There is a long back-story behind this record. In 1865, one Patrick McCartney bought the lease of Pennyburn House near Derry and his family lived there until 1912. They were an important family in the area by all accounts and played host to Charles Stewart Parnell at the invitation of Patrick’s son, John, an ardent Land Leaguer and one of Ireland’s first catholic magistrates. In 1904, John won a legal battle in the House Of Lords against The Londonderry And Lough Swilly Railway Company although you’ll be hard pressed to find many details of the case without diligent study. All these incidents became inspirations for the music on this record.
Brendan McCauley is a descendant of the family and his grandmother, Kathleen, styled herself, as the title of the opening track records, ‘The Last McCartney Of Pennyburn’. Brendan comes from a musical family and is a composer, musician and instrument maker – he made the flutes, whistles and pipe chanter and drones that he plays on the album – and his elder brother, Jackie, was a member of Them alongside Van Morrison.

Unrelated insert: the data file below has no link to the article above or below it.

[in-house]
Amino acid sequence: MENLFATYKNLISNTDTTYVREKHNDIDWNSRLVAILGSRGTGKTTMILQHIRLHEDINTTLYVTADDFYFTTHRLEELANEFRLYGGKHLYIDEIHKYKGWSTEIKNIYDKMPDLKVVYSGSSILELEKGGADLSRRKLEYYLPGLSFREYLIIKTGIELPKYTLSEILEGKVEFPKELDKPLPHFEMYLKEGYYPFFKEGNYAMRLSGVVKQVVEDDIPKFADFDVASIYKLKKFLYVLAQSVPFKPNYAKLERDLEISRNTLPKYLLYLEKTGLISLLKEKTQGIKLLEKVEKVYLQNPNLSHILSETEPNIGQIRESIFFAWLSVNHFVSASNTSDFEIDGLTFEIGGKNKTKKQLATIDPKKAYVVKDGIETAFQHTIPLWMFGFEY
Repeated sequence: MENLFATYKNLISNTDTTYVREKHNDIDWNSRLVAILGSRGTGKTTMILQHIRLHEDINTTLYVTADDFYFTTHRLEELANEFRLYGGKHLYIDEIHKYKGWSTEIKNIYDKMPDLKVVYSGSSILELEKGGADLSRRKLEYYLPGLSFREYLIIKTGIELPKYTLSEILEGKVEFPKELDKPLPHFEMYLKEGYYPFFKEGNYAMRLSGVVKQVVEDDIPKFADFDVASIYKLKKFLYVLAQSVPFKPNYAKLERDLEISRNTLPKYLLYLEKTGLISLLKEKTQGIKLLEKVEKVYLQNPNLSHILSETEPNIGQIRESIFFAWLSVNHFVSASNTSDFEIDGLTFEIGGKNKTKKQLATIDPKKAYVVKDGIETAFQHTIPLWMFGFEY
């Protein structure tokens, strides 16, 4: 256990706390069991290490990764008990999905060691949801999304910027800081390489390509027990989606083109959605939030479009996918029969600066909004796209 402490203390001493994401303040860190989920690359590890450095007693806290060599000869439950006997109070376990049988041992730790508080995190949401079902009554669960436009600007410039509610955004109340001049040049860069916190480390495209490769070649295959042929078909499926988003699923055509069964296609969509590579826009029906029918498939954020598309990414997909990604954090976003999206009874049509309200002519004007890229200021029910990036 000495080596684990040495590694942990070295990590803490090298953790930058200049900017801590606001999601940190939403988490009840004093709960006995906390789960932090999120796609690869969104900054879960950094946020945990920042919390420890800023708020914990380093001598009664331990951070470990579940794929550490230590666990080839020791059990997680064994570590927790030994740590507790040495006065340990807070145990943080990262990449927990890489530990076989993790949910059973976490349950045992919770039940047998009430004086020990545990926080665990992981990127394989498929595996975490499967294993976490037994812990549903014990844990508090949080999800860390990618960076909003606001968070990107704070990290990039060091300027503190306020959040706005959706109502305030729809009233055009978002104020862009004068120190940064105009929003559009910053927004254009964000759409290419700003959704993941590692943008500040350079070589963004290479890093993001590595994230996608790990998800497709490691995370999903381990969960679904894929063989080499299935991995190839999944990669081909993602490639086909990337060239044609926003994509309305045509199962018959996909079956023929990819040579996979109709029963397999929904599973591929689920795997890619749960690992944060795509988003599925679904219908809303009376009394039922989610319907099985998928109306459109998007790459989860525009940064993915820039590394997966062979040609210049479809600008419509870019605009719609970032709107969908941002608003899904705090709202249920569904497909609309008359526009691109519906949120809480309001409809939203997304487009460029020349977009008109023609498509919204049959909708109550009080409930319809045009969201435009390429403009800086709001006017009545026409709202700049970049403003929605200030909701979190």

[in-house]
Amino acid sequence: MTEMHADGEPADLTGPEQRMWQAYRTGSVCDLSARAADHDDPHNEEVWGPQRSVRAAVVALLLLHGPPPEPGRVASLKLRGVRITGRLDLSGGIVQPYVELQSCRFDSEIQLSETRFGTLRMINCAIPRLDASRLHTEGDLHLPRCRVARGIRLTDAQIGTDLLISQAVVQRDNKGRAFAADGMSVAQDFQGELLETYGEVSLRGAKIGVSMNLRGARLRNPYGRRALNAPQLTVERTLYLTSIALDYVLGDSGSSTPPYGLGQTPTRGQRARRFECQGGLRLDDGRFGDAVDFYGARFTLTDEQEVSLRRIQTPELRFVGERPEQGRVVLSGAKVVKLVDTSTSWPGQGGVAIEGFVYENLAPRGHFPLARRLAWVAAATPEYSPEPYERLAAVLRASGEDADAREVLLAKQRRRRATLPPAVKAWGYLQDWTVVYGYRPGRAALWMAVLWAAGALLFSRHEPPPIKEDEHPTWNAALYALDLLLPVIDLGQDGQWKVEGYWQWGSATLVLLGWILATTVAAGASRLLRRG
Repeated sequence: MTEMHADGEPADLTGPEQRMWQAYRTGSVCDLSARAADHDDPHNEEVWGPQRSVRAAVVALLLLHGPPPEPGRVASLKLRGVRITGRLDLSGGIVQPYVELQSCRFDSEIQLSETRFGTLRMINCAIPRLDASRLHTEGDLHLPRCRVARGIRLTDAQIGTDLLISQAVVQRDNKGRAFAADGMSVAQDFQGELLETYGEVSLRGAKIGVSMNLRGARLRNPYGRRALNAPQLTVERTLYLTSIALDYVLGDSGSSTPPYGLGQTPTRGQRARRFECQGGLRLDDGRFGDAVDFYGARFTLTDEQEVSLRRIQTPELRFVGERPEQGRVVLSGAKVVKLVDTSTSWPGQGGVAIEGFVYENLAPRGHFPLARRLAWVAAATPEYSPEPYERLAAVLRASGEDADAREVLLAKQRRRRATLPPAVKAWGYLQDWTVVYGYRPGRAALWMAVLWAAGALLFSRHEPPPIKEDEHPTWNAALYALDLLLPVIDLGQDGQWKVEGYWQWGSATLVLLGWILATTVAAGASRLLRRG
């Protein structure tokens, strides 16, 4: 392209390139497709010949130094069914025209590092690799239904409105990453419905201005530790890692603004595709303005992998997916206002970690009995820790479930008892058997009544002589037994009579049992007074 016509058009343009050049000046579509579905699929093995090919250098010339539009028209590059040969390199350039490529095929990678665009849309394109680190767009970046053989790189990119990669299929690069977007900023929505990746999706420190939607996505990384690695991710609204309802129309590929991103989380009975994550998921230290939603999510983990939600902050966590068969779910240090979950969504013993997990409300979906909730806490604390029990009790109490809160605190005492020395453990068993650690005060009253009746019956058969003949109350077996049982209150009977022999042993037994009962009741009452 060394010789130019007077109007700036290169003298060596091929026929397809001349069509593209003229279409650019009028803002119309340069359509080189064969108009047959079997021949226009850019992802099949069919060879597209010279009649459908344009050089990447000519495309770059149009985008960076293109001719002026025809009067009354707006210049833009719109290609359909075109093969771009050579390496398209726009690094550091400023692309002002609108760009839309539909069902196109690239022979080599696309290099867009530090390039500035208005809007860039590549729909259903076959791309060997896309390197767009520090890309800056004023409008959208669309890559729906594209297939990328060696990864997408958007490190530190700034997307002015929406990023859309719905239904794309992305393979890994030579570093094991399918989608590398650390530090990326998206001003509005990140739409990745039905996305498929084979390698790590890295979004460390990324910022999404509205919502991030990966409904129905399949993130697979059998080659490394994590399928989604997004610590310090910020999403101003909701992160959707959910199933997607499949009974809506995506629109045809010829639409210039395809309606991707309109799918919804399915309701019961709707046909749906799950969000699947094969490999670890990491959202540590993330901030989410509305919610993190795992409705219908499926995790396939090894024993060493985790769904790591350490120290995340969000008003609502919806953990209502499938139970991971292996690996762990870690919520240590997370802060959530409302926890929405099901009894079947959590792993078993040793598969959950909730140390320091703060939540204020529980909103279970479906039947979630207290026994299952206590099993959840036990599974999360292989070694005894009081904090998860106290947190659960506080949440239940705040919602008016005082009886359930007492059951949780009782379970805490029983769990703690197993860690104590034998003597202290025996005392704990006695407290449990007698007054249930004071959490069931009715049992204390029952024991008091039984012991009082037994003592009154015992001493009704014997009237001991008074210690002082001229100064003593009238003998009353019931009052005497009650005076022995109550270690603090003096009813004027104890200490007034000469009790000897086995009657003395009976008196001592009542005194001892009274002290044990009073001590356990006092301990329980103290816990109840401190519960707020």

That’s a lot of history, I know, but this record is a sort of family scrapbook. There are big stories and small memories like ‘The Phaeton Carriage (To Church And Back)’ with its rhythm of hoofbeats and ‘Cassie’s Farewell To Parnell’ remembering his great-great aunt’s love of playing the piano. There are two songs among the instrumental pieces. ‘When My Love And I Parted’ is a traditional song of emigration while ‘The Men Of Arranmore’, written by Brendan and Jackie, is a tribute to the lifeboatmen of the Donegal island. It’s a lovely song and Brendan’s reasons for including it are valid but it seems a little out of place here. I can envisage a whole song cycle about rural life at the turn of the twentieth century.
There’s a huge variety of music in this set and Brendan plays every note, adding the modern sound of a synthesizer to the traditional instruments to complement imaginative arrangements. I’ve listened to The McCartneys Of Pennyburn whilst thinking hard about this review and now I’m looking forward to hearing it for pleasure.
‘The Men Of Arranmore’ live:
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